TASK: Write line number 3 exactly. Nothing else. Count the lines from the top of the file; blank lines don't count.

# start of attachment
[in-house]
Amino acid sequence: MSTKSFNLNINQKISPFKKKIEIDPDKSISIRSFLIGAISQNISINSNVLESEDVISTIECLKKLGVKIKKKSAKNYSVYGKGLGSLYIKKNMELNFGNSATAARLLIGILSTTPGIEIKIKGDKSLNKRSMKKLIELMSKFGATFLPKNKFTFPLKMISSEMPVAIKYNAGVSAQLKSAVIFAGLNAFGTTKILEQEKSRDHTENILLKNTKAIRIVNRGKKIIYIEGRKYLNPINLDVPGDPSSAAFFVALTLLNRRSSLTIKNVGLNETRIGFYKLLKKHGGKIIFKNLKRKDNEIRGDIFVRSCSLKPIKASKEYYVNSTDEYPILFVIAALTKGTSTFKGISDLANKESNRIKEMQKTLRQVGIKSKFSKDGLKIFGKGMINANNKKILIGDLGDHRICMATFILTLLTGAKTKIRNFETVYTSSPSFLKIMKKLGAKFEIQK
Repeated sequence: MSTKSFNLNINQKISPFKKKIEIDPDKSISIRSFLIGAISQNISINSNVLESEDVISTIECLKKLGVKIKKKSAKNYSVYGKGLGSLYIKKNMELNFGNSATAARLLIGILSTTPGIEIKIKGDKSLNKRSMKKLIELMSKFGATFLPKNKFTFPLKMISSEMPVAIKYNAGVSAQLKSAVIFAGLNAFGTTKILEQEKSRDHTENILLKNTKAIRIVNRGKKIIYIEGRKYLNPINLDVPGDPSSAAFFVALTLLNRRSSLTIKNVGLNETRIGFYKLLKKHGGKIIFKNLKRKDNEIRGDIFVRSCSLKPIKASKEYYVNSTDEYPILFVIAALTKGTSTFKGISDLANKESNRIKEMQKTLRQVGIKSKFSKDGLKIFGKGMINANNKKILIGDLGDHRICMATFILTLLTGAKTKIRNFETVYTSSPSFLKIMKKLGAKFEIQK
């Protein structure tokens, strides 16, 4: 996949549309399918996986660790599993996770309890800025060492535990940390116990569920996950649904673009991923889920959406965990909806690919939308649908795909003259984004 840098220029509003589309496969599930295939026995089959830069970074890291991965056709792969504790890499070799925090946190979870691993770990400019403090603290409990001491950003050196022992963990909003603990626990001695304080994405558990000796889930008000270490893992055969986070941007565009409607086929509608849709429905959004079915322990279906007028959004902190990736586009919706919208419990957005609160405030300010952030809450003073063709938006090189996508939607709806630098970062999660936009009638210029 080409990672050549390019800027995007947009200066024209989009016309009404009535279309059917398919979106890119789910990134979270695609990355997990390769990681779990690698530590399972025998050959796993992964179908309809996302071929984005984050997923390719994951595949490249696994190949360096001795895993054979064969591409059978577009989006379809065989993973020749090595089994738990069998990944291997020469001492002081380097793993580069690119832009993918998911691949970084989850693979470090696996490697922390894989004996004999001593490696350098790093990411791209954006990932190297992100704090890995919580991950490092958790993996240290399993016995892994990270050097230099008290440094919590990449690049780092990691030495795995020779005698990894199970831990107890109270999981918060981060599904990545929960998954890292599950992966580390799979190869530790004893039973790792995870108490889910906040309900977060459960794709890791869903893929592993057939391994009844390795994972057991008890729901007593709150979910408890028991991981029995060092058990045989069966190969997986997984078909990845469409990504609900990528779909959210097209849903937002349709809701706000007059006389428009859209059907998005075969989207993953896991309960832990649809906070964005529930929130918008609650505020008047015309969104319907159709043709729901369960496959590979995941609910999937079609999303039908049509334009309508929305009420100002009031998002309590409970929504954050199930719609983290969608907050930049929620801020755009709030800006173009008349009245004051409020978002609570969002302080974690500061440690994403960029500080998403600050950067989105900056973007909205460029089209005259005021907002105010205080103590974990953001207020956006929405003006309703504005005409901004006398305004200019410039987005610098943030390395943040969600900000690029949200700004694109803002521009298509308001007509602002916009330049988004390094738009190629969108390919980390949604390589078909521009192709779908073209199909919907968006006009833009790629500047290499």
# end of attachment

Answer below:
Repeated sequence: MSTKSFNLNINQKISPFKKKIEIDPDKSISIRSFLIGAISQNISINSNVLESEDVISTIECLKKLGVKIKKKSAKNYSVYGKGLGSLYIKKNMELNFGNSATAARLLIGILSTTPGIEIKIKGDKSLNKRSMKKLIELMSKFGATFLPKNKFTFPLKMISSEMPVAIKYNAGVSAQLKSAVIFAGLNAFGTTKILEQEKSRDHTENILLKNTKAIRIVNRGKKIIYIEGRKYLNPINLDVPGDPSSAAFFVALTLLNRRSSLTIKNVGLNETRIGFYKLLKKHGGKIIFKNLKRKDNEIRGDIFVRSCSLKPIKASKEYYVNSTDEYPILFVIAALTKGTSTFKGISDLANKESNRIKEMQKTLRQVGIKSKFSKDGLKIFGKGMINANNKKILIGDLGDHRICMATFILTLLTGAKTKIRNFETVYTSSPSFLKIMKKLGAKFEIQK